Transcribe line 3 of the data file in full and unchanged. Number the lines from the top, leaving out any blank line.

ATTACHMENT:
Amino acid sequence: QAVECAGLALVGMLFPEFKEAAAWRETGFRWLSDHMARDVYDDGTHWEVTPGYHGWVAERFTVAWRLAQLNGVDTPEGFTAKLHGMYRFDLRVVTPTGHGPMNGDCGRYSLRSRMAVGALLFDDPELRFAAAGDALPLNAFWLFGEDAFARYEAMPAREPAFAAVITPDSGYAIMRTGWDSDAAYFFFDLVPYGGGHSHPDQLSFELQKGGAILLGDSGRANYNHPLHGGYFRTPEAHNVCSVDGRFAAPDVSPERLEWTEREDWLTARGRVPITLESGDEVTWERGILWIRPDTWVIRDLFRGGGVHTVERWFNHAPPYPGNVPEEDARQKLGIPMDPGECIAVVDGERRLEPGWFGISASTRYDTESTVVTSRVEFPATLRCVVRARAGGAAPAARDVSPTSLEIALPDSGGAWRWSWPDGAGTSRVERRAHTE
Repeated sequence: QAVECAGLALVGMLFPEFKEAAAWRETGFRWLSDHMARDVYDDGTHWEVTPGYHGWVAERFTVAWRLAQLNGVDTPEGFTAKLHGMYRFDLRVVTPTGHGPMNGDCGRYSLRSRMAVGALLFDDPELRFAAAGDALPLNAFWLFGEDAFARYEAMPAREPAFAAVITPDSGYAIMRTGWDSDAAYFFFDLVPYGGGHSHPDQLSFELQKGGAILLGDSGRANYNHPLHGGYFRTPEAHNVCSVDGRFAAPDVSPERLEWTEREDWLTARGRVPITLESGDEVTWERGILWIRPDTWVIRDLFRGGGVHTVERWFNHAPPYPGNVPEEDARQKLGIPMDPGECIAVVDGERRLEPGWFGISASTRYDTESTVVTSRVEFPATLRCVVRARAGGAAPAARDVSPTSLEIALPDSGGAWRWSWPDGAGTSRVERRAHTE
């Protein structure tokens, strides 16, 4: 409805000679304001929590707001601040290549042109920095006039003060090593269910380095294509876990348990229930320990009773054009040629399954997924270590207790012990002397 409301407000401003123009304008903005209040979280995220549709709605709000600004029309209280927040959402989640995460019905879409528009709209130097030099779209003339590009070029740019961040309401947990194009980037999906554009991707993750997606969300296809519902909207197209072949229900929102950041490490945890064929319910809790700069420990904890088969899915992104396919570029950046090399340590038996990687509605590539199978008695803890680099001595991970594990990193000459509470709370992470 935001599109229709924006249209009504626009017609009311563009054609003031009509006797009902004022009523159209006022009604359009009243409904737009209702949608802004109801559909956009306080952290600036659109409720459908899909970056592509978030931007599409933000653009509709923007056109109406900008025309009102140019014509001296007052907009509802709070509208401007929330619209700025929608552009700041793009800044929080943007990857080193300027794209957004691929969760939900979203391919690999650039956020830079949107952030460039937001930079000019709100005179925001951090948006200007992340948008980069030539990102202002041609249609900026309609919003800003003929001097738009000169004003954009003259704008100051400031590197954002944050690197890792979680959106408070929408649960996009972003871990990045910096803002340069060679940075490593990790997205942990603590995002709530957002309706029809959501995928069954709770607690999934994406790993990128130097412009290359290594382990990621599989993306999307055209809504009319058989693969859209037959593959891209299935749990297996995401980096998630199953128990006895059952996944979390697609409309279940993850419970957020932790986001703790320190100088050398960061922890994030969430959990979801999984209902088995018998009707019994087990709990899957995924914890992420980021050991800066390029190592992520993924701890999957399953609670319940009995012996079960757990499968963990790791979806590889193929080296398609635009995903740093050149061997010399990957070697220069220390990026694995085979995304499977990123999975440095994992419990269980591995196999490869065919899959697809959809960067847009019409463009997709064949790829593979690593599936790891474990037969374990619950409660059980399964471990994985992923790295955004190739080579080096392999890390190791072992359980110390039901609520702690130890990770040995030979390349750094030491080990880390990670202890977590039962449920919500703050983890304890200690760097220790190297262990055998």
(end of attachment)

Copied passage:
């Protein structure tokens, strides 16, 4: 409805000679304001929590707001601040290549042109920095006039003060090593269910380095294509876990348990229930320990009773054009040629399954997924270590207790012990002397 409301407000401003123009304008903005209040979280995220549709709605709000600004029309209280927040959402989640995460019905879409528009709209130097030099779209003339590009070029740019961040309401947990194009980037999906554009991707993750997606969300296809519902909207197209072949229900929102950041490490945890064929319910809790700069420990904890088969899915992104396919570029950046090399340590038996990687509605590539199978008695803890680099001595991970594990990193000459509470709370992470 935001599109229709924006249209009504626009017609009311563009054609003031009509006797009902004022009523159209006022009604359009009243409904737009209702949608802004109801559909956009306080952290600036659109409720459908899909970056592509978030931007599409933000653009509709923007056109109406900008025309009102140019014509001296007052907009509802709070509208401007929330619209700025929608552009700041793009800044929080943007990857080193300027794209957004691929969760939900979203391919690999650039956020830079949107952030460039937001930079000019709100005179925001951090948006200007992340948008980069030539990102202002041609249609900026309609919003800003003929001097738009000169004003954009003259704008100051400031590197954002944050690197890792979680959106408070929408649960996009972003871990990045910096803002340069060679940075490593990790997205942990603590995002709530957002309706029809959501995928069954709770607690999934994406790993990128130097412009290359290594382990990621599989993306999307055209809504009319058989693969859209037959593959891209299935749990297996995401980096998630199953128990006895059952996944979390697609409309279940993850419970957020932790986001703790320190100088050398960061922890994030969430959990979801999984209902088995018998009707019994087990709990899957995924914890992420980021050991800066390029190592992520993924701890999957399953609670319940009995012996079960757990499968963990790791979806590889193929080296398609635009995903740093050149061997010399990957070697220069220390990026694995085979995304499977990123999975440095994992419990269980591995196999490869065919899959697809959809960067847009019409463009997709064949790829593979690593599936790891474990037969374990619950409660059980399964471990994985992923790295955004190739080579080096392999890390190791072992359980110390039901609520702690130890990770040995030979390349750094030491080990880390990670202890977590039962449920919500703050983890304890200690760097220790190297262990055998």